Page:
Defense seeks postponement of Maggie Wigen murder trial

Posted: Friday, January 14, 2005

March is too soon to try the man charged with raping and killing Maggie Wigen in Tenakee Springs in 2003, his attorney wrote in a motion filed with the court this week.

For James Harmon to get the effective representation to which he is constitutionally entitled, his trial should be postponed until late summer or early fall, David Seid wrote.

Harmon's trial is scheduled to last the entire month of March in Juneau Superior Court before Ketchikan Superior Court Judge Trevor Stephens.

Seid cited other cases he is handling, his supervising duties at the understaffed Public Defender's Office and the volume of prosecution evidence in the Harmon case - including more than 1,200 pages of reports - as factors for his request. Stephens scheduled a hearing for Wednesday to hear Seid's argument.

Harmon, 26, was arrested in May in the death of Wigen, 19, who disappeared at the end of March 2003. Neighbors in the Chichagof Island village found her buried at a stream near the cabin where she had been living.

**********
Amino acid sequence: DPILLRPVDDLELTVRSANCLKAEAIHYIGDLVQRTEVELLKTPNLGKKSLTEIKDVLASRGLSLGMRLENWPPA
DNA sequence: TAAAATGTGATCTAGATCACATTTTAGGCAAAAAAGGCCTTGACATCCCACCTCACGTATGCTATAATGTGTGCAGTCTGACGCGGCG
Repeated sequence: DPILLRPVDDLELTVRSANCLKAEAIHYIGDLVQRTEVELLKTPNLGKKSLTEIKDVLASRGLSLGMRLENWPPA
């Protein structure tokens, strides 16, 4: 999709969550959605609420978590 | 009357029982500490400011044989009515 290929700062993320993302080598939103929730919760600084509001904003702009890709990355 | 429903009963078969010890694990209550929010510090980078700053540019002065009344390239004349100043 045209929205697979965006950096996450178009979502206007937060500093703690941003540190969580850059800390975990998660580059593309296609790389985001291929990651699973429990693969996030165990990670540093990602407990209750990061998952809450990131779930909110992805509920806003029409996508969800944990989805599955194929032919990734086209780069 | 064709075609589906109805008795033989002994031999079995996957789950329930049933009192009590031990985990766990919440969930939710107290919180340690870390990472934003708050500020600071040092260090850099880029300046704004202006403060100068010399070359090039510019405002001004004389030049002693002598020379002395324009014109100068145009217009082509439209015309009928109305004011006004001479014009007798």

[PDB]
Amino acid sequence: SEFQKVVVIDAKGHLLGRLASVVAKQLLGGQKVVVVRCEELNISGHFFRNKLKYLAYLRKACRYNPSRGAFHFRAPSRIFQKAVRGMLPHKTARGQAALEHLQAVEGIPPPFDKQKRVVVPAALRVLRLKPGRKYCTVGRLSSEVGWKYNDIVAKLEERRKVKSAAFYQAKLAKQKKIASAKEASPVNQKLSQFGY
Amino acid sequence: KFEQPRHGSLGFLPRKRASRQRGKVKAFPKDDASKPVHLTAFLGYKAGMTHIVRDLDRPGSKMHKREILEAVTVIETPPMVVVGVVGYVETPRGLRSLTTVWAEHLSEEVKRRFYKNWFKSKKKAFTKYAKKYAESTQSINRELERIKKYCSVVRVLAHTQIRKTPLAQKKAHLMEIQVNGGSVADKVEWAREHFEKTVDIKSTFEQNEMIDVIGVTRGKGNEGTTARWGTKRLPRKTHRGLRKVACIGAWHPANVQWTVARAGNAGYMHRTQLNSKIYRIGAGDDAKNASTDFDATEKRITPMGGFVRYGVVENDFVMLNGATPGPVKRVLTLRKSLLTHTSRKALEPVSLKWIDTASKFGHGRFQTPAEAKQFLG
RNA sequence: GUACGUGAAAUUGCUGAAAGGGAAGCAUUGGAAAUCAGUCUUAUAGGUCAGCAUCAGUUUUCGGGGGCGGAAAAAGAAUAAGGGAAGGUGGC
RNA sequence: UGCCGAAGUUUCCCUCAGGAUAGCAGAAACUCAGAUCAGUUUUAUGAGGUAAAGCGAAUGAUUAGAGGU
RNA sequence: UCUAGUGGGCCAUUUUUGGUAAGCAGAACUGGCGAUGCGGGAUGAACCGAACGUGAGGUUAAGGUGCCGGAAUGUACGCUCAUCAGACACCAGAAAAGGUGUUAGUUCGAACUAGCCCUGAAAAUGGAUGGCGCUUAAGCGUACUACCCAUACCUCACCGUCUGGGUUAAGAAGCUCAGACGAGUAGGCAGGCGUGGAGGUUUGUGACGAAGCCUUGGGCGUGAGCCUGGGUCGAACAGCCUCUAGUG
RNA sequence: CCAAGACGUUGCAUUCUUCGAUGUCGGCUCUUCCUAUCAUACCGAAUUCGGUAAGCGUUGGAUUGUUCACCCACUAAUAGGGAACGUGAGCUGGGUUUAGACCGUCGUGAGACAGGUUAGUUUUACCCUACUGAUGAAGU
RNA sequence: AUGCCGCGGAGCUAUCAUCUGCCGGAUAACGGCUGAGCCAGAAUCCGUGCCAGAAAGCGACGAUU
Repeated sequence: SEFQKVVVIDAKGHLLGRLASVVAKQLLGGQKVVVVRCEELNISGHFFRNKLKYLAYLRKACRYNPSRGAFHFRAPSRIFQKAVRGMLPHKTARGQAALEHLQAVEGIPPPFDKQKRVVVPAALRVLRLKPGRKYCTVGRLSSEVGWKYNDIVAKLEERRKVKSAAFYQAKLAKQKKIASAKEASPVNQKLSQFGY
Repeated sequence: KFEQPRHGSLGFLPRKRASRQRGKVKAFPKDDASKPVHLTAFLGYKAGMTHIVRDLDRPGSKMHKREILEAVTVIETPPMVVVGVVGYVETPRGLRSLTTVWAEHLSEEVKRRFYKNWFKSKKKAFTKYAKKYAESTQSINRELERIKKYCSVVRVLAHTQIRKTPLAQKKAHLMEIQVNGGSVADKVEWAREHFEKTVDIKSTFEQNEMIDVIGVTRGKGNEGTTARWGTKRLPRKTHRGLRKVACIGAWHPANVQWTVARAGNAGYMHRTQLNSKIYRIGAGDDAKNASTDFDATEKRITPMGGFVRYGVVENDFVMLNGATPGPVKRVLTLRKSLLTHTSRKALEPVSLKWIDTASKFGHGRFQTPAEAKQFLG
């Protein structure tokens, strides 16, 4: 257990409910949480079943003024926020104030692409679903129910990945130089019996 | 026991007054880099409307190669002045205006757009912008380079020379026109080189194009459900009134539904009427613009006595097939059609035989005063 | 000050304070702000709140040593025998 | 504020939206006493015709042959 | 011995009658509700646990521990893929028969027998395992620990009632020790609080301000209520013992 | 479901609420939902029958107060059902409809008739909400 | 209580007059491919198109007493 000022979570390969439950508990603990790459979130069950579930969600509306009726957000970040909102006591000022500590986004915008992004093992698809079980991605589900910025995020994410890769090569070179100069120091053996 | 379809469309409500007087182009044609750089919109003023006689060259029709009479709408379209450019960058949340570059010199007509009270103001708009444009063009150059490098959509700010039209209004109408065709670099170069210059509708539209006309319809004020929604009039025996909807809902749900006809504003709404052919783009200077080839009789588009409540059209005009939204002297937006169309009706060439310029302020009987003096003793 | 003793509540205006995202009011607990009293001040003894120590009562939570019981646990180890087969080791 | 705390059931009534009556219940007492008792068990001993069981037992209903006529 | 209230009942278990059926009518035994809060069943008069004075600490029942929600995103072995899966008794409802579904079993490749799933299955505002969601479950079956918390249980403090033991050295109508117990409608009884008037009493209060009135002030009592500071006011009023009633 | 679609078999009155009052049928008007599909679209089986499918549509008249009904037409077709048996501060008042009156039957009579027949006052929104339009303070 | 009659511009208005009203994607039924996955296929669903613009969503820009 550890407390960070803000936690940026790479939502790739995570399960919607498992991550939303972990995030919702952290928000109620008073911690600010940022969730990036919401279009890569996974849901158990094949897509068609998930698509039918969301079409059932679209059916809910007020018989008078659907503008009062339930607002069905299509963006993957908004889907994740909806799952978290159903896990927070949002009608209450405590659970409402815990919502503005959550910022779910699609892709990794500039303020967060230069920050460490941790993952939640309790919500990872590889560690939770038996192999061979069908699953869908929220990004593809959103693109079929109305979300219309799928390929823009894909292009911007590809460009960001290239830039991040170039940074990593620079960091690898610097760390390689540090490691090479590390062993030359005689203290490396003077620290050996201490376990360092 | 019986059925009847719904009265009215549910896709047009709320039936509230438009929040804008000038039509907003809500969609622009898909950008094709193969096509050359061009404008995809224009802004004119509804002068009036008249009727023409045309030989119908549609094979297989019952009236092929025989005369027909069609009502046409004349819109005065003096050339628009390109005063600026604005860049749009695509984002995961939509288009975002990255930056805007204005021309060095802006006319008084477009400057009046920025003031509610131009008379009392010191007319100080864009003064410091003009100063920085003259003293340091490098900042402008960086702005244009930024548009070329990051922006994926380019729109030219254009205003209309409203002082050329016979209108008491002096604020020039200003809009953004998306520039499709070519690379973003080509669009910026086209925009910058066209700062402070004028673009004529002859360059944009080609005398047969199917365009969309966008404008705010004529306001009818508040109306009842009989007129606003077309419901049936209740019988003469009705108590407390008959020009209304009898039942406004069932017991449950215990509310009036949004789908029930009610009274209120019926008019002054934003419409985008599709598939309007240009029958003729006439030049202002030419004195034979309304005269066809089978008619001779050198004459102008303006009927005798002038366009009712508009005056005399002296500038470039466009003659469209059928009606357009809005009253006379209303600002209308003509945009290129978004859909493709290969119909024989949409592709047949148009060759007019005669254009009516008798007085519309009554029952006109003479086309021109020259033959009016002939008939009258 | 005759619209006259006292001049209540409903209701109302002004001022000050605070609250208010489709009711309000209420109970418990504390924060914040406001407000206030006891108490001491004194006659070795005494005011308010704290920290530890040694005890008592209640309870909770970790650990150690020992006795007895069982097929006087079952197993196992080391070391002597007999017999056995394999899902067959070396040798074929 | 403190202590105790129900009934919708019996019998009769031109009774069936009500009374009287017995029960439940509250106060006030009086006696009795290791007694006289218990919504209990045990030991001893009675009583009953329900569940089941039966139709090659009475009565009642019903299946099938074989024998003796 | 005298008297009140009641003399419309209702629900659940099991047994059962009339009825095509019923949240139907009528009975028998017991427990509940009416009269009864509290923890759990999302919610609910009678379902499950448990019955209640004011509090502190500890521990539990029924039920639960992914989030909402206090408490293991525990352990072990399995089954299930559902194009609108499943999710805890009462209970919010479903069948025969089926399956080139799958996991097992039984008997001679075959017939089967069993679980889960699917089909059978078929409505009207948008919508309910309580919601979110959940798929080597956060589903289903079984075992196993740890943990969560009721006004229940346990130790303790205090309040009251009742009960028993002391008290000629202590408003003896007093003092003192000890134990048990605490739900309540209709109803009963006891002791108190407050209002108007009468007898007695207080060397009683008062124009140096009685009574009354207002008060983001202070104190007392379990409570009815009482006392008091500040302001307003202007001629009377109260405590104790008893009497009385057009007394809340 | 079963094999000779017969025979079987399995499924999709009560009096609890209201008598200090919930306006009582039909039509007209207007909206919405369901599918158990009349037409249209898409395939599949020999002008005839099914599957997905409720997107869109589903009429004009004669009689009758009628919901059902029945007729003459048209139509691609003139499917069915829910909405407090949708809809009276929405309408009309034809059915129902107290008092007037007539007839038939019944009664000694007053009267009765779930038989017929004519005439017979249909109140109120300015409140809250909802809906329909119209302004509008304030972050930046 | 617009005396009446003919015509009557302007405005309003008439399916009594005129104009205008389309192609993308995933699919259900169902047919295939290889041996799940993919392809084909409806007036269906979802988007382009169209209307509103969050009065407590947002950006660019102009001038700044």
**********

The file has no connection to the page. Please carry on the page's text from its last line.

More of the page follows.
In court, Juneau District Attorney Patrick Gullufsen alleged that Harmon made incriminating statements to a trooper working undercover.

Seid wrote that he is still waiting for recordings of "wired conversations" between the trooper and his client.

The grand jury indictment charged Harmon with first- and second-degree murder in Wigen's death, first-degree sexual assault, attempted first-degree sexual assault and second-degree theft. It additionally charges Harmon with two counts of attempted first-degree sexual assault against Wigen and a friend, almost two months before Wigen was killed.

Seid intends to seek dismissal of the indictment, he wrote. He also hopes to suppress some statements from being used as evidence against his client, to sever the two alleged earlier attempted sexual assaults from the case and to move the trial out of Juneau.

"It is clear this case will not settle short of trial, and there are complex issues involved," Seid wrote. "If (Harmon) loses at trial, the prosecution will vociferously argue for the functional equivalent of life in prison."



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